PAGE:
Archives: Resources

Maine Chefs

Shawn Wilcox (left), executive sous-chef with the University of Maine Black Bear Dining; Rich Hanson, chef and owner (with his wife, Cary) of Cleonice Mediterranean Bistro in Ellsworth; and Cheryl Wixson, a chef who runs the nonprofit Cheryl Wixson’s Kitchen and who is an organic marketing consultant for MOFGA. English photo. Three chefs discussed marketing

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Canning

A Brief History of Canning Canning is only about 200 years old. It began when Parisian Nicolas Appert set out, in 1795, to win a reward from Napoleon Bonaparte for preserving food by vacuum-packing. By 1804, he’d learned to boil meat and vegetables in jars, seal them with corks and tar, and soon opened the

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Cilantro

Cilantro and coriander, from Koehler’s Medicinal-Plants, 1887. by Roberta Bailey Cilantro is an herb that arouses extreme passions. People either love it or hate it. It has a pungent, parsley-citrus flavor and aroma that makes people salivate with anticipation or completely avoid the dish that contains it. Cilantro is the leaf and coriander is the

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Grain

Maine Grass Farmers Network Offers Shared-Use Equipment The Maine Grass Farmers Network (MGFN), a cooperative effort of University of Maine Cooperative Extension and MOFGA, has received funds to purchase machinery for shared use by Maine farmers to improve nutrient management, pasture productivity and overall performance of grazing animals. This equipment will be available for MGFN

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Carrot Rust Fly

The larva of the carrot rust fly is a maggot that tunnels into carrots.  Photos by Eric Sideman. by Eric Sideman, Ph.D. I have lived in the same house in Greene, Maine, for over 20 years, and the carrot rust fly has been a problem only one of those years. But it was awful that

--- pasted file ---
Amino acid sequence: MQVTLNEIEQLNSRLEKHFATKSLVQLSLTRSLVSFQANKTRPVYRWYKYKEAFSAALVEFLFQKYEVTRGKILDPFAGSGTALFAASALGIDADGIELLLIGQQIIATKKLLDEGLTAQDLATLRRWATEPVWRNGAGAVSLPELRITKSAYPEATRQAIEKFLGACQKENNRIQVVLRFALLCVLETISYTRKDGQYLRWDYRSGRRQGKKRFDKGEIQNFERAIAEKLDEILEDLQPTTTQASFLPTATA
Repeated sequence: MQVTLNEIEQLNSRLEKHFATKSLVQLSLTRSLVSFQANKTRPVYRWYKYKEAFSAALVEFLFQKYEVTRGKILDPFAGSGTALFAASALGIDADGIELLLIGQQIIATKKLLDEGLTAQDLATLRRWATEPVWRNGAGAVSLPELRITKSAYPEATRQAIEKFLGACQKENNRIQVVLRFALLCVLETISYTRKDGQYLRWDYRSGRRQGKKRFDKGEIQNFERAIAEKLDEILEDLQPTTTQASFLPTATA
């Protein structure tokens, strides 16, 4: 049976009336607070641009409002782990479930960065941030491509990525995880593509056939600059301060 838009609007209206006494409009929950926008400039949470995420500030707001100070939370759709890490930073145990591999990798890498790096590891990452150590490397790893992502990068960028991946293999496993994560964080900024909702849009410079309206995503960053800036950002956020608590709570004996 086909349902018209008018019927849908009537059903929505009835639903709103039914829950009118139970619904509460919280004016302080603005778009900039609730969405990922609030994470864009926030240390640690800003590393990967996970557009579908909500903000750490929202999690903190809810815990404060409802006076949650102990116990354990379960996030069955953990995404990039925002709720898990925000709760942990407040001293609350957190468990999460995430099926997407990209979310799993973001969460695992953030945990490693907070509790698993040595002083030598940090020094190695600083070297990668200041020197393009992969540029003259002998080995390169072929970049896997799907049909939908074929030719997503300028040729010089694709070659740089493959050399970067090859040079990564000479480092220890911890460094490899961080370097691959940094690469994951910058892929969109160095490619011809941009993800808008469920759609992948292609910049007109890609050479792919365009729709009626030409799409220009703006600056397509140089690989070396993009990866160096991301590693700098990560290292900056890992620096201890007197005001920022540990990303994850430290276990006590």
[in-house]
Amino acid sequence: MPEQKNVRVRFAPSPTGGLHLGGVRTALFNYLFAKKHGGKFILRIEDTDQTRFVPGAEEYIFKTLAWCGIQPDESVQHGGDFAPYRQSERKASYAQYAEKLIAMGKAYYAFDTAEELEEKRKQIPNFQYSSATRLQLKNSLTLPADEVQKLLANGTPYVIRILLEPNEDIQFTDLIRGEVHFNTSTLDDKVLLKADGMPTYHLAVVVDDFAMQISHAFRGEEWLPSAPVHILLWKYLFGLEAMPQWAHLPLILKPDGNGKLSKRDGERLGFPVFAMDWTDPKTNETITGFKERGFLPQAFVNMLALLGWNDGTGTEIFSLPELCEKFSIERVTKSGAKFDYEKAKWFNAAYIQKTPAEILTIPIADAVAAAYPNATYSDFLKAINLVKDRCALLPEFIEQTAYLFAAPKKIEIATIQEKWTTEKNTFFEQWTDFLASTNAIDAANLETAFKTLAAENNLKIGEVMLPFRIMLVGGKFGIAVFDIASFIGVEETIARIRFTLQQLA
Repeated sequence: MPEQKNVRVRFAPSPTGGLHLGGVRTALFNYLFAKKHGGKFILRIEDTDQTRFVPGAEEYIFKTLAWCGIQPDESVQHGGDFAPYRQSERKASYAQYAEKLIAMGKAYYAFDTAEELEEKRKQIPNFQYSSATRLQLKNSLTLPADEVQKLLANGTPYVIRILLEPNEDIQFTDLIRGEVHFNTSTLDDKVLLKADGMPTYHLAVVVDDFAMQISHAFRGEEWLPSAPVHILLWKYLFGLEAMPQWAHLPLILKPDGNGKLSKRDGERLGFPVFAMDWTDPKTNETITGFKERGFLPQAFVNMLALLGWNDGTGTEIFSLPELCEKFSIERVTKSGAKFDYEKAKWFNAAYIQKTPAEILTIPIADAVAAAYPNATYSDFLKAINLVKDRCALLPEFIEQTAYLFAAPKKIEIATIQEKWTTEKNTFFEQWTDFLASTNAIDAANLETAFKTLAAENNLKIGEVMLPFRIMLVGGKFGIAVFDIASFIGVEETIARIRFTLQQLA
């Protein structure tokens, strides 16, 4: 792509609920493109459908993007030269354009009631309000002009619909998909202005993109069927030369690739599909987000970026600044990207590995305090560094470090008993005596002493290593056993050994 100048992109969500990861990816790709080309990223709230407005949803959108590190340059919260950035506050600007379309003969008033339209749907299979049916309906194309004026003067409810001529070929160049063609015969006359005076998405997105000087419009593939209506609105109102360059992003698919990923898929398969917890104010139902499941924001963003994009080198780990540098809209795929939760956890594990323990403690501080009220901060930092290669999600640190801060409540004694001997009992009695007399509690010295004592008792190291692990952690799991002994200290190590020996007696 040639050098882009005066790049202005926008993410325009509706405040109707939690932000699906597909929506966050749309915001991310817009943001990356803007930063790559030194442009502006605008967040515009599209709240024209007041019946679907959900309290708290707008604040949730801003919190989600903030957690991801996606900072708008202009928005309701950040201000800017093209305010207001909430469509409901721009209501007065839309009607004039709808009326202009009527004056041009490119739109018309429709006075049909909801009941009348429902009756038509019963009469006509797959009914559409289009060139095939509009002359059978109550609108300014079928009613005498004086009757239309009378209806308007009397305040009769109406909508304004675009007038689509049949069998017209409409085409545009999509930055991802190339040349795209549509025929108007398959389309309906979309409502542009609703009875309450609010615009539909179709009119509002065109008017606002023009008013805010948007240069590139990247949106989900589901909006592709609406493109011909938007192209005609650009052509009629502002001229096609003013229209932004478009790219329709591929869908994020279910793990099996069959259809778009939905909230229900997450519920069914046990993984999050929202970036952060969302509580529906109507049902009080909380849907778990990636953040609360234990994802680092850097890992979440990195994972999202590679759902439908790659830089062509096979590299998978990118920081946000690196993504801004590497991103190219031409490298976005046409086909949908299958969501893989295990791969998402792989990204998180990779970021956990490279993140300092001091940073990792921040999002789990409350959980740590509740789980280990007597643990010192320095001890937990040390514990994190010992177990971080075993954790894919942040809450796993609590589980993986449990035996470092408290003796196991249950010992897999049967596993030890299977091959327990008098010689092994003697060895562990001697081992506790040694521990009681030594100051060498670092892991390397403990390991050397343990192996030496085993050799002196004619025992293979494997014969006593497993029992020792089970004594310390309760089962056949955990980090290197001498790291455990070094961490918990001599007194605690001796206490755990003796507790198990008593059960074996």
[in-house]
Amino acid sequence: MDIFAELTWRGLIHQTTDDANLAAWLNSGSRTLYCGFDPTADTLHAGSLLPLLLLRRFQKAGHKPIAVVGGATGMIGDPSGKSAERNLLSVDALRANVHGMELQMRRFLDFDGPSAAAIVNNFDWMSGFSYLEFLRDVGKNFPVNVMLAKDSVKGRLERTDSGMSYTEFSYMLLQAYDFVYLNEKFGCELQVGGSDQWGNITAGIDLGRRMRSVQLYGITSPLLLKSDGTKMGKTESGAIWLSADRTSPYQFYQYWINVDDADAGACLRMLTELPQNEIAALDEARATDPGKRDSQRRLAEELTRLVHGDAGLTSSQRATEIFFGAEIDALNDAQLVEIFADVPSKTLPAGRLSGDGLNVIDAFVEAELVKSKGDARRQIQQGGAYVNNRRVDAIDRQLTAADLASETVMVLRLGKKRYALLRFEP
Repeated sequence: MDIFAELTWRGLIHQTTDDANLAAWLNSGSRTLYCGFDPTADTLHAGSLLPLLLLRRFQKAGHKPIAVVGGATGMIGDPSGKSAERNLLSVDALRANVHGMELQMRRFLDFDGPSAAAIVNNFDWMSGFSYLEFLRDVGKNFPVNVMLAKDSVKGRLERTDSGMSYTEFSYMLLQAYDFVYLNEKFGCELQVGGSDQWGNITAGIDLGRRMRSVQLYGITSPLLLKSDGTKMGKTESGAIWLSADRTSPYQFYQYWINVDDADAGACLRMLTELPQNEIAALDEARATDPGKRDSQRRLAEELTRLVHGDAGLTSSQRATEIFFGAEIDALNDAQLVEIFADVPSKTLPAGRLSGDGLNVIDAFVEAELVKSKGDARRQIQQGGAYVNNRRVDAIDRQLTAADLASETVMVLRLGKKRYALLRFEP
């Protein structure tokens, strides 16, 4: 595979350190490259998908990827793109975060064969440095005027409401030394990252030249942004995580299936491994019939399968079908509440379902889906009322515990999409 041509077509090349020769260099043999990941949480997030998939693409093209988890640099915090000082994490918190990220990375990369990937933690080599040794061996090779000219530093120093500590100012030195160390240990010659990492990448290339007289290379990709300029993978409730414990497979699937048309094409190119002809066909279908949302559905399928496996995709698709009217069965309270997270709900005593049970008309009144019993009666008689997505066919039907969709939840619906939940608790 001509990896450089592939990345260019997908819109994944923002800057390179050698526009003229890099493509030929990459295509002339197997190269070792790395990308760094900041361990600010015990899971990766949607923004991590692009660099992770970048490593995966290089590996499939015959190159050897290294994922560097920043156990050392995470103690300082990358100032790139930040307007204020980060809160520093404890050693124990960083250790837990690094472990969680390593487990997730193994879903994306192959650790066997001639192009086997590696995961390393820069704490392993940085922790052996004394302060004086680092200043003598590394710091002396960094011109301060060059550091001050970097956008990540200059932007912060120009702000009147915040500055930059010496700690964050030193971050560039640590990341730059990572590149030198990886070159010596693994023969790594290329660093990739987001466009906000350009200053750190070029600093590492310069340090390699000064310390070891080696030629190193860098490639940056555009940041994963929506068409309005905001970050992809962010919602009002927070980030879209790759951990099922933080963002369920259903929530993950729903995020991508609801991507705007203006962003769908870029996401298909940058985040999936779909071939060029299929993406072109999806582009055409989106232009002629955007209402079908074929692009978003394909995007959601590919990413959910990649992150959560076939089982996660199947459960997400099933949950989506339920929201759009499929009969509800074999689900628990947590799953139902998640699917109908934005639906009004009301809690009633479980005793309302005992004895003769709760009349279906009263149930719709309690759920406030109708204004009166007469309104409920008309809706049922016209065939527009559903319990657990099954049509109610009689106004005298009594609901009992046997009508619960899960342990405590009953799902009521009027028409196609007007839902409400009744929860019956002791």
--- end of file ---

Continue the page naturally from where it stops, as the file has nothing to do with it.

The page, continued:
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LIF February 2008

  The logging crew at MOFGA’s Common Ground Education Center, Feb. 2008. Photo by Nick Zanstra. by Pete Hagerty and Sam Brown A Little History “We had a lot of fun, made a pile of wood, and didn’t nobody get hurt. Now, pay attention because it gets complicated for a while before it gets plain.”

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Palm Oil

Eustaquio Polo Rivera (shown here with interpreter Rocio Orantes) is vice president of the board of the Major Council, an organization of 21 communities that owns 42,700 hectares in the Curvaradó river basin in Chocó, Colombia.  He is an active leader in his community’s efforts to recuperate collectively titled lands that have been occupied since

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Wendy Holm

Canadian agrologist Wendy Holm takes farmers, chefs and students on working tours of Cuba, where they help establish research plots in sustainable dairy production, learn about local foods and food preparation, enjoy Cuban culture, and more. Photo courtesy of Wendy Holm. Wendy Holm of Vancouver, B.C., has, for 34 years, been an agrologist (a professional

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Grafting Tomatoes

Trees and other perennials are often grafted, but is it worth the time and labor to graft annuals? Cary Rivard is trying find that out with his Southern SARE Graduate Student project under the direction of Frank Louws at North Carolina State University (NCSU). Other members of the team include NCSU’s Mary Peet and Suzanne

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Licensing the Home Food Processor Kitchen

 Cheryl Wixson in MOFGA’s kitchen. English photo. Note: Some of the information in this 2008 article is out of date. For updated information, please see University of Maine Cooperative Extension Bulletin #3101, Recipe to Market: How to Start a Specialty Food Business in Maine, by Extension food science specialist and associate professor Beth Calder and

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